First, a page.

Curating Digital Art Exhibitions and the Use of Minecraft

Introductory session – add details to the LAN mailing list and invite artists to briefly speak about their work.

Kristoffer Zetterstrand:
A Swedish artist whose classical styled paintings feature in the popular computer game Minecraft, which was founded by his former brother-in-law.
His paintings are often figurative works or virtual still lives created in 3D software, in which he often incorporates pixellated computer game sprites and icons, for example, his debut show in 2002 featured imagery from Counter Strike.

In Minecraft, it is possible to create art work that is then imported into the game, which can then be included in exhibitions.
The use of software such as Spritecraft, or images can be pixellated in Photoshop, then imported. Forums recommend Gimp.

Curating exhibitions in Minecraft
As an example, a house was adapted into a gallery by replacing the original cobblestone walls with quartz stone blocks and white coloured clay to create a white walled space in which to hang paintings.

Gallery in Minecraft showing work by Kristoffer Zetterstrand
Recreation of a Jeremy Deller piece made with a sign
Exhibition curation showing differing exhibits

In this village, the villagers don’t come out to this house, so the gallery has no audience.
The possibility of creating more conceptual works using in-game architecture, items and mechanics could also include creating installations and site-specific work.

Another smaller gallery space was built next to a zombie spawn trap.
The zombies are enabled to come out of the spawn room and into the gallery to view the paintings. There is a sign next to the exit that reads “If you do not like this exhibition, exit here”. 

Zombies entering the gallery from the zombie spawner
Zombie in gallery contemplating the work.

The zombies then pass through a room containing snow golems, who throw snowballs at the zombies, and then follow into the mob trap.
The zombies therefore experience a cultural experience that gives a purpose to their existence. This works in survival mode, but not in peaceful mode.
Iron golems and snow golems are used as gallery invigilators, and villager visitors.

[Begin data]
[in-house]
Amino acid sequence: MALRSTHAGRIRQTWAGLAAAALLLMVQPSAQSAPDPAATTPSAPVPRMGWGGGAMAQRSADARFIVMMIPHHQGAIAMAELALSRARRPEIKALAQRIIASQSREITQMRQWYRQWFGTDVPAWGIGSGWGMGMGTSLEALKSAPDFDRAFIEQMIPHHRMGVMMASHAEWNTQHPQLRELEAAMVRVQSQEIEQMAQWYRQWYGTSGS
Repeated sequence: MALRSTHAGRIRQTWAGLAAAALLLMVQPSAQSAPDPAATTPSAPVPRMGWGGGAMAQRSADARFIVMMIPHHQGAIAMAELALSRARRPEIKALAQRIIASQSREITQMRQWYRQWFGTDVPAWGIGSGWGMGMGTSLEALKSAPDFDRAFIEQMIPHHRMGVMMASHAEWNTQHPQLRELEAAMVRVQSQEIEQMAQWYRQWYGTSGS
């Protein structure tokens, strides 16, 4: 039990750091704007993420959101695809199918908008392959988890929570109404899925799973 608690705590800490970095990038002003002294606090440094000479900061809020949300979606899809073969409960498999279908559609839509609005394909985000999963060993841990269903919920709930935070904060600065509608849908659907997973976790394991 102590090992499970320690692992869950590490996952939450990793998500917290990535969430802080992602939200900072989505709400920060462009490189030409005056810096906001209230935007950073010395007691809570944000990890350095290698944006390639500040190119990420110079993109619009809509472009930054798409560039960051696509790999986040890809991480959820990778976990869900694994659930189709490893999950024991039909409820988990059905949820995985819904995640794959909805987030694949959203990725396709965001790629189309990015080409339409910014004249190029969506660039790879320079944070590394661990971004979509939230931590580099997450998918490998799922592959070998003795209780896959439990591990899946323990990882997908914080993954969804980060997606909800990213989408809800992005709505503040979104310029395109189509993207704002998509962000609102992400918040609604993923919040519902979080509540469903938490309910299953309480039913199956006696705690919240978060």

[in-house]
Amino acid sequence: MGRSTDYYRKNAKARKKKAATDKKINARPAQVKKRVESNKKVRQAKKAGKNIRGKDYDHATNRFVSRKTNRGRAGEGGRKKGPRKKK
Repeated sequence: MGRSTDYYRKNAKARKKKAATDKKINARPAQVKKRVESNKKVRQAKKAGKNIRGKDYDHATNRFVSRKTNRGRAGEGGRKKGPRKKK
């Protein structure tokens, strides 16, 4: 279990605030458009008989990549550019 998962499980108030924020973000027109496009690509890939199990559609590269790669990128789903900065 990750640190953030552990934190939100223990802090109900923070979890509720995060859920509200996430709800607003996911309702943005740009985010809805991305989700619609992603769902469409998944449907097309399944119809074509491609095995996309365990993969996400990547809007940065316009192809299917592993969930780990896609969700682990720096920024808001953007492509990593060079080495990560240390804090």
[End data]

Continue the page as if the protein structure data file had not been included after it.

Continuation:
Invite artists to discuss ideas about creating a multi-player world in which we can organise group shows in Minecraft.

Creating new work in Minecraft using game resources.
Rather than merely import images into Minecraft, I have created a studio space in which to experiment with the resources and game mechanics, such as building sculptures out of haystacks, displaying items in Item Frames as gallery exhibits, using flower pots, crafting quartz stone pillars to use as plinths, etc. The idea of building 3D pixellated sculptures out of blocks of gold, lapis lazuli, iron, emerald, coal, or in fact coloured wool, glowstone and redstone is entirely possible.

Pixellated sculptural piece "Miner Willy" from Manic Miner

"Miner Willy" shown at night in Minecraft
The use of redstone devices to create kinetic or mechanical pieces is worth exploring. For instance, in my studio, I used redstone powered noteblocks to create a sound piece.

Redstone powered noteblocks to create sound art

A redstone circuit powers the noteblocks

In this sense, mods are key to being able to programme existing game mechanics to create art work in Minecraft.

I came up with a mob to provide artist’s materials. It was called an “Akryll” and resembles a squid or a ghast, but it spawns in the sky at night, and drops acrylic paint. This mob could be coded and created to exist along with other existing inhabitants, including mooshrooms.

Tate Worlds maps import existing paintings into Minecraft that are created into Minecraft maps, creating virtual landscapes.

Online and offline

The obvious benefits of being able to use creative mode to build large scale sculptural work that can exist virtually and for testing out ideas is that there are no actual materials costs, other than the cost of the games console, Minecraft game software, power and internet usage where required.

Importing existing artwork into Minecraft, which is then pixellated and exists in the game is an example of real work becoming a virtual entity.

The reverse of this would be to create art in Minecraft, for instance, it could be a screen shot of a sculpture created out of lapis lazuli, gold and coal, printed out as a photograph to be exhibited in a group show, or even 3D printed models of virtual creations. The most obvious of this is Minecraft Lego.

Gadget Show tech geek and visiting lecturer Jason Bradbury uses Minecraft to illustrate information for his guest talk at the Onlincolnshire Digital Conference.